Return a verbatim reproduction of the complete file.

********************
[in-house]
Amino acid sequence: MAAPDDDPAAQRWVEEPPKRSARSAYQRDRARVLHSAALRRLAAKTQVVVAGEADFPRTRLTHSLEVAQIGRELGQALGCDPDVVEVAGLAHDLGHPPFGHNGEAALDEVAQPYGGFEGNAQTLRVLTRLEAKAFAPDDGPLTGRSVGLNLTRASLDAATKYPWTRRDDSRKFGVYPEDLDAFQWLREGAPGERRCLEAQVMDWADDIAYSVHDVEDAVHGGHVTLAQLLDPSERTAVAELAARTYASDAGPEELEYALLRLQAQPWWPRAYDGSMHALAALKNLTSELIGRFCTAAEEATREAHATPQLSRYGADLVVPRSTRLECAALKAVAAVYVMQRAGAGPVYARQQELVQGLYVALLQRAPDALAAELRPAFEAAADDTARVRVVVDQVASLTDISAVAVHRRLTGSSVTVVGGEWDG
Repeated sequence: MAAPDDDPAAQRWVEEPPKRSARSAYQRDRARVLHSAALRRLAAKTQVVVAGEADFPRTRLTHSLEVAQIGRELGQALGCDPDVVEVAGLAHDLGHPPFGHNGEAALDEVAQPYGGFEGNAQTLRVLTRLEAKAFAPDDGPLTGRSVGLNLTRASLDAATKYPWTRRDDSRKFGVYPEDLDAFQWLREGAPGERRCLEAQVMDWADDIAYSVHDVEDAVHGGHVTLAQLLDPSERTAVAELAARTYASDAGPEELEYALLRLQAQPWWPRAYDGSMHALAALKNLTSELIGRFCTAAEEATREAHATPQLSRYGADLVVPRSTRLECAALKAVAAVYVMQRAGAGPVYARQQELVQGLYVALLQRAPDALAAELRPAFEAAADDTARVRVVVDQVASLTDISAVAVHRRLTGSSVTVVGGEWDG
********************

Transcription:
[in-house]
Amino acid sequence: MAAPDDDPAAQRWVEEPPKRSARSAYQRDRARVLHSAALRRLAAKTQVVVAGEADFPRTRLTHSLEVAQIGRELGQALGCDPDVVEVAGLAHDLGHPPFGHNGEAALDEVAQPYGGFEGNAQTLRVLTRLEAKAFAPDDGPLTGRSVGLNLTRASLDAATKYPWTRRDDSRKFGVYPEDLDAFQWLREGAPGERRCLEAQVMDWADDIAYSVHDVEDAVHGGHVTLAQLLDPSERTAVAELAARTYASDAGPEELEYALLRLQAQPWWPRAYDGSMHALAALKNLTSELIGRFCTAAEEATREAHATPQLSRYGADLVVPRSTRLECAALKAVAAVYVMQRAGAGPVYARQQELVQGLYVALLQRAPDALAAELRPAFEAAADDTARVRVVVDQVASLTDISAVAVHRRLTGSSVTVVGGEWDG
Repeated sequence: MAAPDDDPAAQRWVEEPPKRSARSAYQRDRARVLHSAALRRLAAKTQVVVAGEADFPRTRLTHSLEVAQIGRELGQALGCDPDVVEVAGLAHDLGHPPFGHNGEAALDEVAQPYGGFEGNAQTLRVLTRLEAKAFAPDDGPLTGRSVGLNLTRASLDAATKYPWTRRDDSRKFGVYPEDLDAFQWLREGAPGERRCLEAQVMDWADDIAYSVHDVEDAVHGGHVTLAQLLDPSERTAVAELAARTYASDAGPEELEYALLRLQAQPWWPRAYDGSMHALAALKNLTSELIGRFCTAAEEATREAHATPQLSRYGADLVVPRSTRLECAALKAVAAVYVMQRAGAGPVYARQQELVQGLYVALLQRAPDALAAELRPAFEAAADDTARVRVVVDQVASLTDISAVAVHRRLTGSSVTVVGGEWDG